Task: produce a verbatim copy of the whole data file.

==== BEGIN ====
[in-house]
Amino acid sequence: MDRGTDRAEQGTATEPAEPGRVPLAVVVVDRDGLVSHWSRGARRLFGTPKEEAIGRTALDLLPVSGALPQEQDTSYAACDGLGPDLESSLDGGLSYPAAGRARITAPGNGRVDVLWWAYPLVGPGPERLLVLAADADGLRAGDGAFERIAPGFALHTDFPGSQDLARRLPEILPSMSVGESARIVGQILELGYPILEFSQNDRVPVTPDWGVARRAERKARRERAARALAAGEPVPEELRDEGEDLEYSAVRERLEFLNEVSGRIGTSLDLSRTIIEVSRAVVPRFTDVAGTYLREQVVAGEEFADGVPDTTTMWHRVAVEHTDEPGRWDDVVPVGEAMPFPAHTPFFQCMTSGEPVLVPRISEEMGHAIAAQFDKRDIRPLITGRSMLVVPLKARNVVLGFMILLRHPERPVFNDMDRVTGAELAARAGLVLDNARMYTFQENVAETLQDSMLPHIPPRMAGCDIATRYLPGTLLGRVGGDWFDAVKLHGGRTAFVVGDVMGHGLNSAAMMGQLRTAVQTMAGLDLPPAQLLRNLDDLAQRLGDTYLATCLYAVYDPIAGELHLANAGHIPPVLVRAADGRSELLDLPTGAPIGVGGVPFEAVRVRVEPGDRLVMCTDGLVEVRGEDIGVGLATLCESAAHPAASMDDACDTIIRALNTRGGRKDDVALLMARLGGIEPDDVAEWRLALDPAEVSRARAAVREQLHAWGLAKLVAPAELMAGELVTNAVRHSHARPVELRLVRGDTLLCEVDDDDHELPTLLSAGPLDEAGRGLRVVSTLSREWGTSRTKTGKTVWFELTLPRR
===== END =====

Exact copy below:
[in-house]
Amino acid sequence: MDRGTDRAEQGTATEPAEPGRVPLAVVVVDRDGLVSHWSRGARRLFGTPKEEAIGRTALDLLPVSGALPQEQDTSYAACDGLGPDLESSLDGGLSYPAAGRARITAPGNGRVDVLWWAYPLVGPGPERLLVLAADADGLRAGDGAFERIAPGFALHTDFPGSQDLARRLPEILPSMSVGESARIVGQILELGYPILEFSQNDRVPVTPDWGVARRAERKARRERAARALAAGEPVPEELRDEGEDLEYSAVRERLEFLNEVSGRIGTSLDLSRTIIEVSRAVVPRFTDVAGTYLREQVVAGEEFADGVPDTTTMWHRVAVEHTDEPGRWDDVVPVGEAMPFPAHTPFFQCMTSGEPVLVPRISEEMGHAIAAQFDKRDIRPLITGRSMLVVPLKARNVVLGFMILLRHPERPVFNDMDRVTGAELAARAGLVLDNARMYTFQENVAETLQDSMLPHIPPRMAGCDIATRYLPGTLLGRVGGDWFDAVKLHGGRTAFVVGDVMGHGLNSAAMMGQLRTAVQTMAGLDLPPAQLLRNLDDLAQRLGDTYLATCLYAVYDPIAGELHLANAGHIPPVLVRAADGRSELLDLPTGAPIGVGGVPFEAVRVRVEPGDRLVMCTDGLVEVRGEDIGVGLATLCESAAHPAASMDDACDTIIRALNTRGGRKDDVALLMARLGGIEPDDVAEWRLALDPAEVSRARAAVREQLHAWGLAKLVAPAELMAGELVTNAVRHSHARPVELRLVRGDTLLCEVDDDDHELPTLLSAGPLDEAGRGLRVVSTLSREWGTSRTKTGKTVWFELTLPRR